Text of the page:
Wednesday, March 18, 2009

So sad...

I didn't know Natasha Richardson, but I spoke to her a bunch of times when she would call my office...I'd always mimic her gorgeous accent when I'd let my boss know she was on the phone..."It's NaTASHa RICHARDson."

There are so many photographs of them like this one...look at how adoringly they look at each other.

This is very, very sad...a loss of a great stage and film actress, but what I think about the most are the two little boys that just lost their somebody who also lost a young, 40-something parent as a teenager, I know a bit about their pain right now...and it's the worst.

Friday, March 13, 2009

Now I'm going to get mobbed by soap fans wherever I go!!!!!

Thanks to my Broadway doppleganger's new soap opera role!

IN THE HEIGHTS star Mandy Gonzalez is set to play Lauren Hoffman, a representative from a drug treatment center on the ABC soap opera "One Live To Live" beginning March 26th. The actress is currently set for four episodes as drug counselor Hoffman on the fabled daytime drama.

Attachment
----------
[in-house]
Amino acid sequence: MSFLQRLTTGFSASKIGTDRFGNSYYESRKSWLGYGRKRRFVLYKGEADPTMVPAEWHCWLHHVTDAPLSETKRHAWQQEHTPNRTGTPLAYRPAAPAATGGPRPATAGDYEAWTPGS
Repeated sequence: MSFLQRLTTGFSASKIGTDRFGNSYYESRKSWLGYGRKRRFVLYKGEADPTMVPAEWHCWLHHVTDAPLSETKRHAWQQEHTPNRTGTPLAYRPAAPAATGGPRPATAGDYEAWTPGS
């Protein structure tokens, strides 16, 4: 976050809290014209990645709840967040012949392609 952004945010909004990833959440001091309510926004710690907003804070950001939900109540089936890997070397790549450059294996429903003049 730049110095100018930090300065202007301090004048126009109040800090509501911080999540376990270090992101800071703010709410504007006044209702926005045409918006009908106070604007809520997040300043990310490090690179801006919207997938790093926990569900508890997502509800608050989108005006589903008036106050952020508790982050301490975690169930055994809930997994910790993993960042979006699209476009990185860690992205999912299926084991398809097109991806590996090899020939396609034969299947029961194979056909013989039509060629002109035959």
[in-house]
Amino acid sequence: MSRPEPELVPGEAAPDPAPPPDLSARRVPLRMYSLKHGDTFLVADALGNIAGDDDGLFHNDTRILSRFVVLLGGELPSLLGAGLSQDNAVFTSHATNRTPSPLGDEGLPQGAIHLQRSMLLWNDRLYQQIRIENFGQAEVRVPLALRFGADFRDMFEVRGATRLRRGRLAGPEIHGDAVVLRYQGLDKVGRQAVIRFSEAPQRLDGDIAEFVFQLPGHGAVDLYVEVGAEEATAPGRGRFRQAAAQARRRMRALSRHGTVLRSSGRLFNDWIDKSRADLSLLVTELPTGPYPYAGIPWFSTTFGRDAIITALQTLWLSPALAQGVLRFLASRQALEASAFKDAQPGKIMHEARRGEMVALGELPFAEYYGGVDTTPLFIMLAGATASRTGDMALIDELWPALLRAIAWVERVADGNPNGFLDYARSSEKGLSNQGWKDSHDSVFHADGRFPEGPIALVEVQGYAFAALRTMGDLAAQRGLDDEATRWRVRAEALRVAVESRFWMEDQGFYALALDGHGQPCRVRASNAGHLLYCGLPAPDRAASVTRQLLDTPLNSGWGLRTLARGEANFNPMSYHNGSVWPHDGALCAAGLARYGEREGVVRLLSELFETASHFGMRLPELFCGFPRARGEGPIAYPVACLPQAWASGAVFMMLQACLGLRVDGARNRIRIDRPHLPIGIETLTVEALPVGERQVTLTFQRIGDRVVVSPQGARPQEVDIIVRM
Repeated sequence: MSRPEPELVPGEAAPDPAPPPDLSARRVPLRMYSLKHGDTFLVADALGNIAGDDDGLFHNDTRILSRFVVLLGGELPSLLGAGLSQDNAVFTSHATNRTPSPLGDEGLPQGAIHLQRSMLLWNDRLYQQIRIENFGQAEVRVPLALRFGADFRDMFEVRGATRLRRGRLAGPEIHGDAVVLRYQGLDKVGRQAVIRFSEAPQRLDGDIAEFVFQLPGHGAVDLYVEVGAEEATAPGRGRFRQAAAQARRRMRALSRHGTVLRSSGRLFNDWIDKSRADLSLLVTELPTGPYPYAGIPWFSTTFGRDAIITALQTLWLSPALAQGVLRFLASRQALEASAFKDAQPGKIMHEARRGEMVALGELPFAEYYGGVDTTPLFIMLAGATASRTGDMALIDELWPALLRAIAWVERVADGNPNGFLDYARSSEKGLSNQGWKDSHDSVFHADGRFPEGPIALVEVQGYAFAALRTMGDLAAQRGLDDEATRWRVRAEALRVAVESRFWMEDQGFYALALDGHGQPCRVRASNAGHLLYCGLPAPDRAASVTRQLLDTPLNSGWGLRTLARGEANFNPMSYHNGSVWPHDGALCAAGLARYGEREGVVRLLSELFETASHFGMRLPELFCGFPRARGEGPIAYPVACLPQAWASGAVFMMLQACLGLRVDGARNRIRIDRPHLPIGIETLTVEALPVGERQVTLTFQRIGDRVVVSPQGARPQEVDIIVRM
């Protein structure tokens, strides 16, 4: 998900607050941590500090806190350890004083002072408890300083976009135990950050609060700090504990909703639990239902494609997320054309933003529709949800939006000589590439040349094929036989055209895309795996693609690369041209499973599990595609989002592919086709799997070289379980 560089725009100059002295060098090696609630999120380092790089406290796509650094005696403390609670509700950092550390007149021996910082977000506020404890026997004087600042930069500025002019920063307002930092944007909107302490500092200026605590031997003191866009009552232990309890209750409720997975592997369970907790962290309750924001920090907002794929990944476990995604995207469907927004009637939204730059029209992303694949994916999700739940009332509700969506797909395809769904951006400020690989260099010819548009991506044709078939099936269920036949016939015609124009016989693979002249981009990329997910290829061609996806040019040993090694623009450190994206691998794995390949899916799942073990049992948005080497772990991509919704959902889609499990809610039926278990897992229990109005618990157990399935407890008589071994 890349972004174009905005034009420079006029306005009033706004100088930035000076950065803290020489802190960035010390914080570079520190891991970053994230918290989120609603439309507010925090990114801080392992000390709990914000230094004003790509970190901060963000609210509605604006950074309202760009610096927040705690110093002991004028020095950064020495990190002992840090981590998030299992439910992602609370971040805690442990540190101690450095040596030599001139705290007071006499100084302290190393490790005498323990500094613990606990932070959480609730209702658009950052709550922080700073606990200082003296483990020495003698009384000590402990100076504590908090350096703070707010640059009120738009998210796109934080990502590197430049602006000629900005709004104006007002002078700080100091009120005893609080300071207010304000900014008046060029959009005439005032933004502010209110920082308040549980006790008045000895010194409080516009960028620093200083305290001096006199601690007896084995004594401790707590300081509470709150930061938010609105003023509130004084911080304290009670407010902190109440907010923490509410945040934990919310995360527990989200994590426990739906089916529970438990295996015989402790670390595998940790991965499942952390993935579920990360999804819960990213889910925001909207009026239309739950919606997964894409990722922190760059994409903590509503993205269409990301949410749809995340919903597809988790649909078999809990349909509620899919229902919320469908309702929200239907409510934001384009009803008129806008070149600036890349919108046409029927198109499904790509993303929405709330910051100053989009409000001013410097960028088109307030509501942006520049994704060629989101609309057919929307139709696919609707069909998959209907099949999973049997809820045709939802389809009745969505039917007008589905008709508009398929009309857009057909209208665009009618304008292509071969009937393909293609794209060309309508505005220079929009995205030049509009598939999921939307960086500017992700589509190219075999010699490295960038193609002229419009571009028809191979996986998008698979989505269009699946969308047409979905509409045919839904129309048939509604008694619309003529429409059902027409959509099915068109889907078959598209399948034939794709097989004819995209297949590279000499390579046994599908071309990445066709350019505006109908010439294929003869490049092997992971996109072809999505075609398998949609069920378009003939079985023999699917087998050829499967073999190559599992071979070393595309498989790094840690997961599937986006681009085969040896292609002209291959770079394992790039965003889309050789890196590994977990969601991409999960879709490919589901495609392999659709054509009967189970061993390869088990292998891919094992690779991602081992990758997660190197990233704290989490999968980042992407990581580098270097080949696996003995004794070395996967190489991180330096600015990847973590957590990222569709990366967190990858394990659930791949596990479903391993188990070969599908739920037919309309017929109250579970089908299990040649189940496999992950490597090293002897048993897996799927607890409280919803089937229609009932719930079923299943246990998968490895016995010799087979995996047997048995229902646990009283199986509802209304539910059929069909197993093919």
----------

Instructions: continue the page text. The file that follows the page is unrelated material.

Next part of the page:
Mandy Gonzalez made her Broadway debut as Princess Amneris in the Tim Rice/Elton John musical AIDA. She appeared in the musical Lennon, based on The Life of John Lennon and Yoko Ono, and she also starred opposite Michael Crawford as Sarah in Dance of the Vampires. Mandy is perhaps best known for her OBIE Award-winning performance in the Off-Broadway production of Eli's Comin', the musical based on the lyrics and music of songwriter Laura Nyro. She headed the Korean tour of Jekyll and Hyde:the Concert. Workshops include In the Heights dir. Tommy Kail, Duncan Sheik/Steven Sater's The Nightingale, Wicked dir. Joe Mantello, The Color Purple dir. Gary Griffin, Best Little Whorehose in Texas dir. Joe Mantello, Beehive on Broadway dir. Debbie Allen, When You Wish dir. Tina Landau and Warm dir. Scott Schwartz.

Sunday, March 8, 2009


You know those moments when you are talking to a close friend, and they say something, and you think, "And THAT is why we are such good friends..."

My friend talking about her snooty neighbor, whom she snapped at that day because she was so agitated with her:

"YOU KNOW WHAT SHE'S LIKE? She's like one of those rich ladies on The Titanic that wouldn't want to rescue more people because she'd rather use the space in the lifeboat for her ballgowns and furcoats!"

So random, and yet so specific.

(How come SO many things can be related to The Titanic?)

And THAT is why we are such good friends...

Diana Rissetto

Saturday, March 7, 2009

It was a week full of my favorite New York City theatre boys...

I love the New York City theatre community, and I love the people that are in it.

On Monday night, I attended Cheyenne Jackson's New York City cabaret debut at Feinstein's Regency. (Like I would miss it.)